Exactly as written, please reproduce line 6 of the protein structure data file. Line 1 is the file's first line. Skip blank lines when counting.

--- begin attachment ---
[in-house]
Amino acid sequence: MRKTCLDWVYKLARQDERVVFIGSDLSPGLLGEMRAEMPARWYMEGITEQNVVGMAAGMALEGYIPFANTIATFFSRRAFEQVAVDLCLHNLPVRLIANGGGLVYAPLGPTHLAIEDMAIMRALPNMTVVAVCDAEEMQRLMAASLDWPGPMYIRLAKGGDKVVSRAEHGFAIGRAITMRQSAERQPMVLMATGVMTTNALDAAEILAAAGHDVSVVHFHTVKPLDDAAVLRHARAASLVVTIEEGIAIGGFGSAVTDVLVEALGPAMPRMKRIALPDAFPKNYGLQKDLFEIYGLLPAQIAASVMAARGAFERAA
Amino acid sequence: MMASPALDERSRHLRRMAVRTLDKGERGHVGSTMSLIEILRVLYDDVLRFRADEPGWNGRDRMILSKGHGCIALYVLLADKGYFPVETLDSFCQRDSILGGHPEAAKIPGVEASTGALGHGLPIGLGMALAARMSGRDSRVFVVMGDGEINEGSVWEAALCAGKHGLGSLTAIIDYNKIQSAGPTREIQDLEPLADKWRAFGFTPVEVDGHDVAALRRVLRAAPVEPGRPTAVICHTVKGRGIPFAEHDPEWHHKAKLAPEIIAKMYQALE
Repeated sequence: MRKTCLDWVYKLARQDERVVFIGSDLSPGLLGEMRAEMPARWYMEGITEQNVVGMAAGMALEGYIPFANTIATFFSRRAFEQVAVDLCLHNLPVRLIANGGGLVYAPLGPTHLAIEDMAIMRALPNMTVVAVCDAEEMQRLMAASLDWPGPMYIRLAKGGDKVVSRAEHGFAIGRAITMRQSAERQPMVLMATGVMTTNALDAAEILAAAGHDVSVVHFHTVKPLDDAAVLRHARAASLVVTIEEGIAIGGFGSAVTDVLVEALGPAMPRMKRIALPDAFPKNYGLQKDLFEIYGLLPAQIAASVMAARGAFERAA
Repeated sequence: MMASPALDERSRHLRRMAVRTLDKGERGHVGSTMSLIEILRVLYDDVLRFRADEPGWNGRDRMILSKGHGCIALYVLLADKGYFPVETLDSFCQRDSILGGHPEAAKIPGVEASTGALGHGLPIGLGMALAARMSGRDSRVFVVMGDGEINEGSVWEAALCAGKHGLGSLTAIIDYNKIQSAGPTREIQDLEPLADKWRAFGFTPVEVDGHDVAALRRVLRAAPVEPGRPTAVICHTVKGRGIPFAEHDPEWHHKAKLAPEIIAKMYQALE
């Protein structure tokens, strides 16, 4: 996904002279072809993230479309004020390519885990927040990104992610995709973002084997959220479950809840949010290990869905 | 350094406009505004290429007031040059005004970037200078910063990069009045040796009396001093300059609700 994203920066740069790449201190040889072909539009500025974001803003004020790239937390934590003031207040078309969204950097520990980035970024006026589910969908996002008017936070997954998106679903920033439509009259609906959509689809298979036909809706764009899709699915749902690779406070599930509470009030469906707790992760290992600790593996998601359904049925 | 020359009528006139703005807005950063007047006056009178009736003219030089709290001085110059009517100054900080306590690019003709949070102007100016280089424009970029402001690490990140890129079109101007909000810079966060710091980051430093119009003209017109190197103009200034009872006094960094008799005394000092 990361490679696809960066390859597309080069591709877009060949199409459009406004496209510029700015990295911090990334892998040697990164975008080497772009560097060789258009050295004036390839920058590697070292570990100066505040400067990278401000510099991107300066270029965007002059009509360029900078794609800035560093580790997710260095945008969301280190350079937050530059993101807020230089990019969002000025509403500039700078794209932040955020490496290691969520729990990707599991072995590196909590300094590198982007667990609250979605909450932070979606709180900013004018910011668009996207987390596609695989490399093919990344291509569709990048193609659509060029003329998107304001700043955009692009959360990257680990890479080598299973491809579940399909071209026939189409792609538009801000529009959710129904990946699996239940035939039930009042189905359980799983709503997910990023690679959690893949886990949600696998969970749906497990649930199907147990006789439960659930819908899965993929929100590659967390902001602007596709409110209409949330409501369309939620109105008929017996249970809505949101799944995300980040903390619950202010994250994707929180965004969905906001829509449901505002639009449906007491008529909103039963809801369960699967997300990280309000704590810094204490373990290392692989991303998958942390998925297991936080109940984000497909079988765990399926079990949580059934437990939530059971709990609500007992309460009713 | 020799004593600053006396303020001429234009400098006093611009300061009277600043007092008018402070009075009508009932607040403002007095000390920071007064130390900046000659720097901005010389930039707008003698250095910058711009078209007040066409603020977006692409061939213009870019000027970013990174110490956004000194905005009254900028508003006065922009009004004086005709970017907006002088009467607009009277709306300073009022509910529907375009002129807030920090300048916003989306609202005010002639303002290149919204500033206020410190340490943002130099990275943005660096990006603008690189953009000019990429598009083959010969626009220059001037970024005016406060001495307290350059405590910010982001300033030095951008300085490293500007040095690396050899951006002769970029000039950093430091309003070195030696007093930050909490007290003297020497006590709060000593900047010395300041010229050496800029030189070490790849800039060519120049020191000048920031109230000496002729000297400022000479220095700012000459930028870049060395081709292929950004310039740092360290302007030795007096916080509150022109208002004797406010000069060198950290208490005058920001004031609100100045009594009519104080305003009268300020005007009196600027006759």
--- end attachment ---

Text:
């Protein structure tokens, strides 16, 4: 996904002279072809993230479309004020390519885990927040990104992610995709973002084997959220479950809840949010290990869905 | 350094406009505004290429007031040059005004970037200078910063990069009045040796009396001093300059609700 994203920066740069790449201190040889072909539009500025974001803003004020790239937390934590003031207040078309969204950097520990980035970024006026589910969908996002008017936070997954998106679903920033439509009259609906959509689809298979036909809706764009899709699915749902690779406070599930509470009030469906707790992760290992600790593996998601359904049925 | 020359009528006139703005807005950063007047006056009178009736003219030089709290001085110059009517100054900080306590690019003709949070102007100016280089424009970029402001690490990140890129079109101007909000810079966060710091980051430093119009003209017109190197103009200034009872006094960094008799005394000092 990361490679696809960066390859597309080069591709877009060949199409459009406004496209510029700015990295911090990334892998040697990164975008080497772009560097060789258009050295004036390839920058590697070292570990100066505040400067990278401000510099991107300066270029965007002059009509360029900078794609800035560093580790997710260095945008969301280190350079937050530059993101807020230089990019969002000025509403500039700078794209932040955020490496290691969520729990990707599991072995590196909590300094590198982007667990609250979605909450932070979606709180900013004018910011668009996207987390596609695989490399093919990344291509569709990048193609659509060029003329998107304001700043955009692009959360990257680990890479080598299973491809579940399909071209026939189409792609538009801000529009959710129904990946699996239940035939039930009042189905359980799983709503997910990023690679959690893949886990949600696998969970749906497990649930199907147990006789439960659930819908899965993929929100590659967390902001602007596709409110209409949330409501369309939620109105008929017996249970809505949101799944995300980040903390619950202010994250994707929180965004969905906001829509449901505002639009449906007491008529909103039963809801369960699967997300990280309000704590810094204490373990290392692989991303998958942390998925297991936080109940984000497909079988765990399926079990949580059934437990939530059971709990609500007992309460009713 | 020799004593600053006396303020001429234009400098006093611009300061009277600043007092008018402070009075009508009932607040403002007095000390920071007064130390900046000659720097901005010389930039707008003698250095910058711009078209007040066409603020977006692409061939213009870019000027970013990174110490956004000194905005009254900028508003006065922009009004004086005709970017907006002088009467607009009277709306300073009022509910529907375009002129807030920090300048916003989306609202005010002639303002290149919204500033206020410190340490943002130099990275943005660096990006603008690189953009000019990429598009083959010969626009220059001037970024005016406060001495307290350059405590910010982001300033030095951008300085490293500007040095690396050899951006002769970029000039950093430091309003070195030696007093930050909490007290003297020497006590709060000593900047010395300041010229050496800029030189070490790849800039060519120049020191000048920031109230000496002729000297400022000479220095700012000459930028870049060395081709292929950004310039740092360290302007030795007096916080509150022109208002004797406010000069060198950290208490005058920001004031609100100045009594009519104080305003009268300020005007009196600027006759």